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Liberals say PCs play favourites with infrastructure spending

PCs ignored most dangerous intersections, chose project next to Pallister Family Farm
Junction of Hwy 16 and TransCanada Hwy

The Liberals are not ignoring the Pallister government’s choice of infrastructure projects. No one can argue against the St. Mary’s Road interchange.


However, an upgrade to provide safety at an intersection between MacGregor and Portage, the junction of Hwy 16 and the TransCanada Highway has proved dangerous, but the Liberals point out it happens to be flanked by property owned by the Pallister family:

On a day the Pallister government announced Phase 2 of safety review of the Perimeter Highway, Manitoba Liberals are questioning the Pallister Government’s decision to fund a multi-million-dollar roundabout that could require the pay the Premier’s brother, nephew and donors to be built.

On July 16, 2020, Pallister announced $65-million in spending from the Manitoba Government’s $500-million Covid-19 “restart program” for major highway projects, including:

-      PTH 100 and St. Mary’s Road interchange, which has the worst collision rate in the province.

-      The roundabout at Hwy 1 and the Yellowhead (Hwy 16)

Maps from the RM of Portage la Prairie show that the properties next to the intersection are owned by Jim Pallister, the Premier’s brother; Bryce Pallister, the Premier’s nephew, and by Faurschou farms, who are long-time donors to Pallister and the PCs going back to the 1990s.

Even at the announcement, reports mentioned that Pallister’s brother farmed “nearby” and the Premier said he would recuse himself from any negotiations about expropriating the farm, telling reporters, “I’ve never failed to recuse myself when there’s been an issue of personal or family interest involved, so I would certainly be recusing myself.”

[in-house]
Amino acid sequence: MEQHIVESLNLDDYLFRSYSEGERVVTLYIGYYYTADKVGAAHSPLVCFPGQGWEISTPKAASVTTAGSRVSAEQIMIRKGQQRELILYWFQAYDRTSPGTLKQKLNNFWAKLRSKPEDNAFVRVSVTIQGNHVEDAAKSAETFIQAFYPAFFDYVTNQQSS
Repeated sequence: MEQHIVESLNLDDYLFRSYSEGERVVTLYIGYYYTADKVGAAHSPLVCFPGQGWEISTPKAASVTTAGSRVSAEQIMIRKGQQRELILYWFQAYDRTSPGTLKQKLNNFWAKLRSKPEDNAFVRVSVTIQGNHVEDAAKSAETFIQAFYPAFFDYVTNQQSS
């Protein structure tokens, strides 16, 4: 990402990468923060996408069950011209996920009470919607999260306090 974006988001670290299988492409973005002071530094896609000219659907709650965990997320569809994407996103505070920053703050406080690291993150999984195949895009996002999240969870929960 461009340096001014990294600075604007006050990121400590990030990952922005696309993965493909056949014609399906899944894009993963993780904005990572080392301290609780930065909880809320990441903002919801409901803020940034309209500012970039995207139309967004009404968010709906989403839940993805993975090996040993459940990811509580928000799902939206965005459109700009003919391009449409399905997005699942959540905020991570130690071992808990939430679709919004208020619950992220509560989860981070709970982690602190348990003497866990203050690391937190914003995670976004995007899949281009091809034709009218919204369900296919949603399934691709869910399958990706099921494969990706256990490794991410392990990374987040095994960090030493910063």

Manitoba Liberal Leader Dougald Lamont says Pallister needs to explain how a project next to his family farm ended up being selected over much more dangerous intersections - especially when the province is sitting on over $1-billion in untouched federal infrastructure funds.

“Municipalities across Manitoba have been waiting for more than a year to get their projects approved, but one of the first and only projects the Premier picks is one where his family could be getting provincial buyouts,” said Lamont. “If Pallister wanted to recuse himself, the time to do it was before announcing a multi-million dollar Covid-19 project that could force the province to cut a cheque to his family.”

At the time, Pallister said of the intersection at the Yellowhead and Hwy 1, “It remains one of the more dangerous intersections in our province.” “More” - not “most”. There are multiple intersections across the province that have more collisions than the Hwy 16 and the Transcanada - including multiple intersections on Winnipeg’s perimeter highway.

Today, Infrastructure Minister Ron Schuler announced Phase 2 of safety review of the Perimeter Highway.

MPI and RCMP statistics show there are at least ten intersections in Manitoba with more collisions over a five-year period. The five most dangerous intersections in Manitoba are all on Winnipeg’s perimeter highway, and have from two and a half to five times as many collisions as the intersection of the TransCanada and the Yellowhead.

Lamont acknowledged there have been more fatal collisions on highways in recent years, and that commercial truck traffic collisions were fatal more than other traffic.

However, an Auditor General’s Report from December 2019 showed that was a direct result the Manitoba Government and the Department of Infrastructure’s safety inspections, staffing, and assessment were all weak.

The report found that inspection stations on the TransCanada allowed up to 67% of trucks pass uninspected, farm trucks required no safety. Unsafe operators could rebrand as “chameleon” operators and keep operating under a different name. Incredibly, the safety system deducted no points for failing an inspection - which meant that “pass” and “fail” were treated the same.

“It’s the province that picks and chooses what projects go forward, and the PCs are sitting on $1.1-billion in federal infrastructure funds from 2018 federal provincial agreement,” said Lamont. “How is it that one of that in a pandemic, a project involving a possible payout to the Premier’s brother ended up at the top of the heap?”